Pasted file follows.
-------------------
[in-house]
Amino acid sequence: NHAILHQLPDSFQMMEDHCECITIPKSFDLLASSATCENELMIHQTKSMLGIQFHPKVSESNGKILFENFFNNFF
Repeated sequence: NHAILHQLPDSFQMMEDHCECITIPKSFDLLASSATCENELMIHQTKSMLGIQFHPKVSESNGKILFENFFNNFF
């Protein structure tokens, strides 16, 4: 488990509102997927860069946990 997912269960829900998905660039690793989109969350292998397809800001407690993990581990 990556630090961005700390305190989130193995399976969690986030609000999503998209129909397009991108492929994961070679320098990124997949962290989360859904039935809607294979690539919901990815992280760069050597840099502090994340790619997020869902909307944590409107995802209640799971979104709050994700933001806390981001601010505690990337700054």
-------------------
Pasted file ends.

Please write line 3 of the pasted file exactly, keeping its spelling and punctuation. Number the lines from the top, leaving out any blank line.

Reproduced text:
Repeated sequence: NHAILHQLPDSFQMMEDHCECITIPKSFDLLASSATCENELMIHQTKSMLGIQFHPKVSESNGKILFENFFNNFF